Kerala has by far the highest rate of female literacy--over 95%, compared to other parts of India, where the rate averages only 45%. This means that Indian women outside Kerala have less access to family planning programs. Consequently, birth rates in the rest of India are twice as high as Kerala's. Its education and public health programs have also combined to give Kerala the highest life expectancy and lowest infant mortality rates of both India and the Third World. Violence against women, such as suttee burning, is rare in Kerala.

Kerala's success even helps environmentalists there in fighting dams. The Silent Valley dam scheme, which would have destroyed an important area of tropical rainforest, was killed by the grassroots, village-based protests of Indian environmentalists. This was championed by the Science for People organization, which advocates adult education and racial tolerance, as well as fighting dams. Science for People and varied leftish political parties and social movements have combined to give Kerala the strongest democratic political culture of any area of India. Its success shows that family planning is an integral part of movements for human rights, protection of the environment, and social justice. Third World feminists and ecologists, moreover, are quite aware of it as a challenge to the patriarchal order assaulting the planet.

The important role assigned to family planning by Third World eco-feminists can be seen from the role of the Women's Caucus at the Cairo forum of the U.N.'s Conference on Population and Development. It won a commitment from the post-Cairo Task Force for an international conference on consumption and lifestyle. At the Cairo Conference more than 150 representatives of Arab NGOs urged that a gender approach be taken to development. This would highlight the need for rural women to have easy access to basic health and reproductive health information, and services adapted to their environment. Maha Ayoub from Tunis told the conference that, "The position of Arab men is conservative and they don't want to hear anything about the empowerment of women or about sexual education for youth. They are outspoken and are supported by a patriarchal society."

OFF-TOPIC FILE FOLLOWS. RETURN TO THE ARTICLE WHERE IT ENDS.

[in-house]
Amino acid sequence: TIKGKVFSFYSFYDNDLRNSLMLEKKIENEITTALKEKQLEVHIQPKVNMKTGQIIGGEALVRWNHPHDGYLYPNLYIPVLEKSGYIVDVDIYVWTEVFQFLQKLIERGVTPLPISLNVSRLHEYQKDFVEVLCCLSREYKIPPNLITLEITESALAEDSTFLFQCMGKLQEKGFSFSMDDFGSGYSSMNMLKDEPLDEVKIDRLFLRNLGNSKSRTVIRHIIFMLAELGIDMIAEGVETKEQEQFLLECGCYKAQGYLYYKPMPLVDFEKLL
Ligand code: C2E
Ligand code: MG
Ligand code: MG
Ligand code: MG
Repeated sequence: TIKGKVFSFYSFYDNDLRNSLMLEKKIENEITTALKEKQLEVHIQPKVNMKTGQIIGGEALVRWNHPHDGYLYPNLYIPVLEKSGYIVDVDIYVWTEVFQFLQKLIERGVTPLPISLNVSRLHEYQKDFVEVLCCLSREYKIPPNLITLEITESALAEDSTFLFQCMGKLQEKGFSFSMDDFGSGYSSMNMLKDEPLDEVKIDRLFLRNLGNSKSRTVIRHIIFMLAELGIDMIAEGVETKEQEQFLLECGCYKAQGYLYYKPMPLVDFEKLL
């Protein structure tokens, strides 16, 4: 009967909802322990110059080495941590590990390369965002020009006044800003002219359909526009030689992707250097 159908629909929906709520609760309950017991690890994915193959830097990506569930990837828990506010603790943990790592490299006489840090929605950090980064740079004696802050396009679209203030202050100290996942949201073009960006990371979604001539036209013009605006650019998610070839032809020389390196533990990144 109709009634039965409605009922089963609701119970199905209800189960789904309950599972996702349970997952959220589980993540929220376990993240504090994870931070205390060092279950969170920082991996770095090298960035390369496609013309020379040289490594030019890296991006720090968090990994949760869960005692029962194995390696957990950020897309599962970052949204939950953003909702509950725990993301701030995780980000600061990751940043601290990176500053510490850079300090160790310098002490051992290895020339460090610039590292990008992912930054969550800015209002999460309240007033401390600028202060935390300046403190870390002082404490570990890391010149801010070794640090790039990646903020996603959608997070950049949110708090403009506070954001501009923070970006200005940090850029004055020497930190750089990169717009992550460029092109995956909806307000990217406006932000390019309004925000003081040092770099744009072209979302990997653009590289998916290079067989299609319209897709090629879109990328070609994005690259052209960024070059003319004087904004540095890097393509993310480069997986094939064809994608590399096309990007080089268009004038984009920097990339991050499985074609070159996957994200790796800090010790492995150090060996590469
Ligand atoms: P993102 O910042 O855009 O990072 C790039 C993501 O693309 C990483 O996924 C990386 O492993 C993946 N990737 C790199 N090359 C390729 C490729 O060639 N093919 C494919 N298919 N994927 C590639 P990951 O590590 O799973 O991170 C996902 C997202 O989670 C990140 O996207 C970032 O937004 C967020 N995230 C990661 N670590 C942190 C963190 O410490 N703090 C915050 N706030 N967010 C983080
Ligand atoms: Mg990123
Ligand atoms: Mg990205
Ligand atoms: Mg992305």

Many Third World eco-feminists make such statements at considerable risk to their personal safety. In Bangladesh, the critic of Islamic fundamentalism, Taslima Nasrim, was forced into exile after thousands of fundamentalists took to the streets to demand her death. The fatwa against her offered a bounty on her life that amounted to 20-times the per-capita gross national product of Bangladesh.

Empowering women with education and access to public health programs is the basic key to meeting Third World population problems. It is inappropriate to take a hands-off position, as Adams recommends. In her view, Third World families must make their own reproductive decisions, but if these decisions are made in the absence of female literacy or access to health programs could they realistically expect their children to survive?

While acknowledging that birth rates have fallen in South India, Adams needs to contrast this to the North Indian states such as Bihar, dominated by oppressive landlords and antifeminist religious fanatics. Another oppressive Indian state, Gujarat, arrogantly continues with a monstrous dam project, even after the World Bank cancelled funding for it. Support has apparently been picked up largely by Gujarat's wealthy expatriates, whose prime focus is industrial development, no matter what the consequences to others.

Empowering women, redistributing land to peasants, developing effective NGOs and political parties that represent the downtrodden, are the key to stopping dams and controlling population growth. Religious fundamentalism fights such agendas. It also leads the Third World poor to a political dead-end, where they struggle to destroy mosques or temples, while the bulldozer is about to flood their homes for dam construction. While it is important to stop every dam on Pat Adams's cancellation list, this should be seen as part of a strategy that promotes human rights, social justice, and the environment, in the best traditions of eco-feminism.

John Bacher is an historian and environmentalist based in St.Catharines, ON.

Peace Magazine May-Jun 1995

Peace Magazine May-Jun 1995, page 9. Some rights reserved.